Stranger Things Are Happening in This DIY Mini Jack-O’-Lantern Diorama
Confession: I haven’t finished Stranger Things. I’m about two months late and still only on episode five. But while I can’t claim super fan status, I can say one thing about Stranger Things: I love how eerie it is. It’s a no-brainer that this Halloween is all about celebrating Stranger Things, and I just had to pair it with my passion for architectural models. I present to you: Tiny Stranger Things. It’s a refreshing update to the classic Jack-o’-Lantern that’s so relevant.
This tiny pumpkin diorama is the perfect office desk decor. It says “I appreciate Halloween” without completely letting your freak flag fly. Subtlety is key with the ‘ween decor.
Materials and Tools:
- permanent marker
- paint brush
- black acrylic paint
- mini pumpkin
- moss and dried foliage
- model people
Grab your materials. It’s time to whip out those fine motor skills!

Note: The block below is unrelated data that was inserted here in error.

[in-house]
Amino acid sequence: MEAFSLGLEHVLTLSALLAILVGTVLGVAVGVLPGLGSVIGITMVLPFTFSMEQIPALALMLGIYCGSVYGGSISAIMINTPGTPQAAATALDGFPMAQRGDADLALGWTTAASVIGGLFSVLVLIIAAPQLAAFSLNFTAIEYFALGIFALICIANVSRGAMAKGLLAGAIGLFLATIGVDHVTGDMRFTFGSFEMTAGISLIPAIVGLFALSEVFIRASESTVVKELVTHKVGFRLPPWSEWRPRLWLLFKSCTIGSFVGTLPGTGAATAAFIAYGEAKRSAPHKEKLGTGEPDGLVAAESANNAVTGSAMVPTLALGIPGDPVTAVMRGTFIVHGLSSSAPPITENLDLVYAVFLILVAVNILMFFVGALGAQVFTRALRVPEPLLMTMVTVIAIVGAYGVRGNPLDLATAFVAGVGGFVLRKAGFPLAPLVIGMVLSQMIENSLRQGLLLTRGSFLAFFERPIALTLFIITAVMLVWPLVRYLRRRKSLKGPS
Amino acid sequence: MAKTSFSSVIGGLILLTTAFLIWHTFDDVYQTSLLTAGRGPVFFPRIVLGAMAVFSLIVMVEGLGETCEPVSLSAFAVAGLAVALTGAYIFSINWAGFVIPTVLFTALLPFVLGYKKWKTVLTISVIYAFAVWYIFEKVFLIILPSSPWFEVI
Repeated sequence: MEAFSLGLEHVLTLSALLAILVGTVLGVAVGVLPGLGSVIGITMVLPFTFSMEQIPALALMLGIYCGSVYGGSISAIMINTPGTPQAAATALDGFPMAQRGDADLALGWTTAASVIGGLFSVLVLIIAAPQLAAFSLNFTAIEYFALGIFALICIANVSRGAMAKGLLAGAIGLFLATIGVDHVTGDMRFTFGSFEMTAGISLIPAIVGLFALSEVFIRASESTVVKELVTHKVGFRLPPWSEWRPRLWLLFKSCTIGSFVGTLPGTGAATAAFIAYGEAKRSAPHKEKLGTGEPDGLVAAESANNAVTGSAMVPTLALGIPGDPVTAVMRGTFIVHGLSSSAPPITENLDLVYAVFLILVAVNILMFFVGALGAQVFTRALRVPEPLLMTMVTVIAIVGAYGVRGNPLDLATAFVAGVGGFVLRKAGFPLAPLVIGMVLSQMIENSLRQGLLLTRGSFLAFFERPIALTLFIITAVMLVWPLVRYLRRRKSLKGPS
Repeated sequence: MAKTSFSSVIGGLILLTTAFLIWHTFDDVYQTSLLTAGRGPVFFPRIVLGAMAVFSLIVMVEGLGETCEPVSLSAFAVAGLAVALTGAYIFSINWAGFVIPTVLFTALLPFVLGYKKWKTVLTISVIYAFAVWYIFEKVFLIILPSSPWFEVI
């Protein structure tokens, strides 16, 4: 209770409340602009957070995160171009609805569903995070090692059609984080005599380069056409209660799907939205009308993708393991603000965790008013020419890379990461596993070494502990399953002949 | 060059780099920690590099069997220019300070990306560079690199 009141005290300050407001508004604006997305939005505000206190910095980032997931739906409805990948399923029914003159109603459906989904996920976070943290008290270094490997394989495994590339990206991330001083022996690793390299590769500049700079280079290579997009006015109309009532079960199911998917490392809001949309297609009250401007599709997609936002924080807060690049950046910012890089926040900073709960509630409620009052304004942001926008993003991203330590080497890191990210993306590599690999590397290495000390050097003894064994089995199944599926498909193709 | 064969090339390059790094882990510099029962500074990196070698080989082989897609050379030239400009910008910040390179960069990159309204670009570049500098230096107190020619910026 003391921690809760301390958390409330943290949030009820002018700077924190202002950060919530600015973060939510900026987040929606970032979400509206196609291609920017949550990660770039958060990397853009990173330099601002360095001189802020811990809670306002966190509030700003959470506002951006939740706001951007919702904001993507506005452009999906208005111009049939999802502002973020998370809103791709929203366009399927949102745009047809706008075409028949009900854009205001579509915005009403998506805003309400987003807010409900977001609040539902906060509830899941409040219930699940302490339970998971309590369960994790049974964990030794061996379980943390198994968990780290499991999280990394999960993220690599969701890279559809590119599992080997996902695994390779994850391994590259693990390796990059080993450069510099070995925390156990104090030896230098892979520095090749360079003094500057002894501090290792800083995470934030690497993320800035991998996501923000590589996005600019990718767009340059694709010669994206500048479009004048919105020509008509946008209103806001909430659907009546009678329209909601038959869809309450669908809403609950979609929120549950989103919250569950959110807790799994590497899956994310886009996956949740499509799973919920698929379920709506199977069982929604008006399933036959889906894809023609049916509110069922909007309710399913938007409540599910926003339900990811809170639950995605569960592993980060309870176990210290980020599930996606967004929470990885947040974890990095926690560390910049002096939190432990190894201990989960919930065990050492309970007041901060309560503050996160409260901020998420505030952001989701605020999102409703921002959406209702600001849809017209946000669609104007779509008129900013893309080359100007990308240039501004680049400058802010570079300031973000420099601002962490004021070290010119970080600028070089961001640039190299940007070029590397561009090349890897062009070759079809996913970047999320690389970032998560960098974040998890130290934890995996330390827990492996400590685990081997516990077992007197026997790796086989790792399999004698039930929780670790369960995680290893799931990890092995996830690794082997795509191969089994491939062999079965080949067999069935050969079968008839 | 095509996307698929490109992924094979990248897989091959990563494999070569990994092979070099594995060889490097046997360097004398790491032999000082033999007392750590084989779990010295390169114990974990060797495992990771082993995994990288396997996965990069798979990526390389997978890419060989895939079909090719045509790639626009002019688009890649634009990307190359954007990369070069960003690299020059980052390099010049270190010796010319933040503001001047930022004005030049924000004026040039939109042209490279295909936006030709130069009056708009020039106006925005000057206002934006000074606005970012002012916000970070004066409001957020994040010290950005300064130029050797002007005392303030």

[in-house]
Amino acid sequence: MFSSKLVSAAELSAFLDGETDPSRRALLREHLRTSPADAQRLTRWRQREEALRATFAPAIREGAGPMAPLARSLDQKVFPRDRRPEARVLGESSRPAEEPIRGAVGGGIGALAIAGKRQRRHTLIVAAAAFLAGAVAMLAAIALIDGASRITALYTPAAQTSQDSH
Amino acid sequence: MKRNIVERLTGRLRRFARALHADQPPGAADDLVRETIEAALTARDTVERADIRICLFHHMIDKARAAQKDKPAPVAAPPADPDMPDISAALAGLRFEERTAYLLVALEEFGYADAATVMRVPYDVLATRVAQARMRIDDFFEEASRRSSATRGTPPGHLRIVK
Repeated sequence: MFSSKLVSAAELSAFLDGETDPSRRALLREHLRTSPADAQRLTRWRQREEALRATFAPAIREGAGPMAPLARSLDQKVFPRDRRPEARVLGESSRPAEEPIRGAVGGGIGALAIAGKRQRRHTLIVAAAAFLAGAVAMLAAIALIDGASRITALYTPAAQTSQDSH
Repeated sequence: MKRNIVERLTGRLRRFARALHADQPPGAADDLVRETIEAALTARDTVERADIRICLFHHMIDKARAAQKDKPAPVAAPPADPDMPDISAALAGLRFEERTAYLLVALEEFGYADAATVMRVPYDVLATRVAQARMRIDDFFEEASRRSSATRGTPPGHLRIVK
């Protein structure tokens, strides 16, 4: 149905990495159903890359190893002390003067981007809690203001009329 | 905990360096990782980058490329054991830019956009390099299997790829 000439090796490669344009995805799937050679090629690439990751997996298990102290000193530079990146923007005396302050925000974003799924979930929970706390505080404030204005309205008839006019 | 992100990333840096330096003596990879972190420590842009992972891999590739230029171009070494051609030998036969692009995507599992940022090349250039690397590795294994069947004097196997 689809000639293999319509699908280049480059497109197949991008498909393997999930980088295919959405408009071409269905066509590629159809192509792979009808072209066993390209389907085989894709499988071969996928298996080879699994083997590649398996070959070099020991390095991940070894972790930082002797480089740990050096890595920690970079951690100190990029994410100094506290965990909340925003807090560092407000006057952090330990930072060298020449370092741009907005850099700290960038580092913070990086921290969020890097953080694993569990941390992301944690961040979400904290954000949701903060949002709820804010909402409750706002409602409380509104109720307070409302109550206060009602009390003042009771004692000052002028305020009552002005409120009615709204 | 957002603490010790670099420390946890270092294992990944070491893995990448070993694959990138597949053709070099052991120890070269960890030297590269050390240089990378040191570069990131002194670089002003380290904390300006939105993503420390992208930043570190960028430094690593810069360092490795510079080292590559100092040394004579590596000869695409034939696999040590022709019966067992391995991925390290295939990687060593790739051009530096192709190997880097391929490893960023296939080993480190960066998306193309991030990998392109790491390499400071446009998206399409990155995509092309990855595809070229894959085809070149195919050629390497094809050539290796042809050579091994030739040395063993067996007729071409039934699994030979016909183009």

Make a rectangle using permanent marker.
Using a serrated knife, carefully cut along your lines. Remove the seeds with a spoon, making sure to scrape away as much of the loose pumpkin fibers as possible. Pat the inside of the pumpkin dry with a paper towel.
Paint the inside of the pumpkin with the black acrylic paint and add glitter while the paint is still wet. Allow the paint to dry completely (about two hours) before moving onto the next step.
Place a layer of moss on the bottom of the pumpkin and trim your dried botanicals to fit inside of the pumpkin. Pierce twigs into the flesh of the pumpkin to keep them in place.
When you’re happy with your composition, place a few model people into your diorama. I purchased jogging figurines and policemen to create a spooky chase scene.
That’s all it takes to make a spooky mini Jack-o’-Lantern that’s perfect for your desk.
This tiny diorama is sure to draw a crowd full of curious spectators.
What spooky critters are you hiding in your tiny Jack-o’-Lanterns? Show us your project by tagging us on Instagram and using the hashtag #iamcreative!
DIY Production and Styling: Marianne Koo
Photography: Kurt Andre